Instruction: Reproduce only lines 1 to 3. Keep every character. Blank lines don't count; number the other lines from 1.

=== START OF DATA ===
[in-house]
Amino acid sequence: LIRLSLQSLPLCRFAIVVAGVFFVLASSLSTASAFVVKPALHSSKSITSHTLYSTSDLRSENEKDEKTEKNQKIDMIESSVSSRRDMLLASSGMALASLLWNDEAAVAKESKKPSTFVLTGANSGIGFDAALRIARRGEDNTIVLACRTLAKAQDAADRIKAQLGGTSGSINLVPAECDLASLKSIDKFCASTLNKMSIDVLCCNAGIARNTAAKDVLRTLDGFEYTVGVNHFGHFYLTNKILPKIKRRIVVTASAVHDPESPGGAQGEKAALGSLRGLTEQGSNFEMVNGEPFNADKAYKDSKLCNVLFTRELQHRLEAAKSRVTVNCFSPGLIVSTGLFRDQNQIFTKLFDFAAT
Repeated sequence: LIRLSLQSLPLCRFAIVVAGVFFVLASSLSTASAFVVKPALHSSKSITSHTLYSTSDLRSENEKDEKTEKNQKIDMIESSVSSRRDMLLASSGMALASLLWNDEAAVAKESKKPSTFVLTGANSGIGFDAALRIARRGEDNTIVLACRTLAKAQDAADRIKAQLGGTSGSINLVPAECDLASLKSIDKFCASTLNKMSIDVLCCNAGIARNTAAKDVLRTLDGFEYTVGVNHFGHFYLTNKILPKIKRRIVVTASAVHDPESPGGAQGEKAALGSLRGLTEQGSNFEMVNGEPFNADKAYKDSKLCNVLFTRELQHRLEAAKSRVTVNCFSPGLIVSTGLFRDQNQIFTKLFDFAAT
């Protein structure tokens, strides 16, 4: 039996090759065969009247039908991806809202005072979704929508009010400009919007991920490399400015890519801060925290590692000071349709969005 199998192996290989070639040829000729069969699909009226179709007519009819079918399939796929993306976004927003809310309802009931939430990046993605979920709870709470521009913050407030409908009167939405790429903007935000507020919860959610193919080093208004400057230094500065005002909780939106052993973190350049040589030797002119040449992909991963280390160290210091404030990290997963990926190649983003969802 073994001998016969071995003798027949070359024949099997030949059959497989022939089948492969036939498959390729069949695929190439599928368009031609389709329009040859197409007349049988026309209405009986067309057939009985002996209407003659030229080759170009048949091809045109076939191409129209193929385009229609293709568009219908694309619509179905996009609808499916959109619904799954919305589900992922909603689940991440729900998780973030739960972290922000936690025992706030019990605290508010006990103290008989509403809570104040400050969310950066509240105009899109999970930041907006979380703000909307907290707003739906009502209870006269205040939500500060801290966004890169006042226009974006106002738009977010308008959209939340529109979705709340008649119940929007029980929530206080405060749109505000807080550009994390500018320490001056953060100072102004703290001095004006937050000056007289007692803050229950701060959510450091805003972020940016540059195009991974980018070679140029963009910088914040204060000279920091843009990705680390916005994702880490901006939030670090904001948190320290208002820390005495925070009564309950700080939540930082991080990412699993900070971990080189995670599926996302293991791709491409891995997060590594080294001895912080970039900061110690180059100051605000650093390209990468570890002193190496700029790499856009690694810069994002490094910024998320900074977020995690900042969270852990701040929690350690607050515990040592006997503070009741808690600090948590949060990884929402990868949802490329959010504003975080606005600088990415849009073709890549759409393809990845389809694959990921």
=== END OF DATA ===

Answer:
[in-house]
Amino acid sequence: LIRLSLQSLPLCRFAIVVAGVFFVLASSLSTASAFVVKPALHSSKSITSHTLYSTSDLRSENEKDEKTEKNQKIDMIESSVSSRRDMLLASSGMALASLLWNDEAAVAKESKKPSTFVLTGANSGIGFDAALRIARRGEDNTIVLACRTLAKAQDAADRIKAQLGGTSGSINLVPAECDLASLKSIDKFCASTLNKMSIDVLCCNAGIARNTAAKDVLRTLDGFEYTVGVNHFGHFYLTNKILPKIKRRIVVTASAVHDPESPGGAQGEKAALGSLRGLTEQGSNFEMVNGEPFNADKAYKDSKLCNVLFTRELQHRLEAAKSRVTVNCFSPGLIVSTGLFRDQNQIFTKLFDFAAT
Repeated sequence: LIRLSLQSLPLCRFAIVVAGVFFVLASSLSTASAFVVKPALHSSKSITSHTLYSTSDLRSENEKDEKTEKNQKIDMIESSVSSRRDMLLASSGMALASLLWNDEAAVAKESKKPSTFVLTGANSGIGFDAALRIARRGEDNTIVLACRTLAKAQDAADRIKAQLGGTSGSINLVPAECDLASLKSIDKFCASTLNKMSIDVLCCNAGIARNTAAKDVLRTLDGFEYTVGVNHFGHFYLTNKILPKIKRRIVVTASAVHDPESPGGAQGEKAALGSLRGLTEQGSNFEMVNGEPFNADKAYKDSKLCNVLFTRELQHRLEAAKSRVTVNCFSPGLIVSTGLFRDQNQIFTKLFDFAAT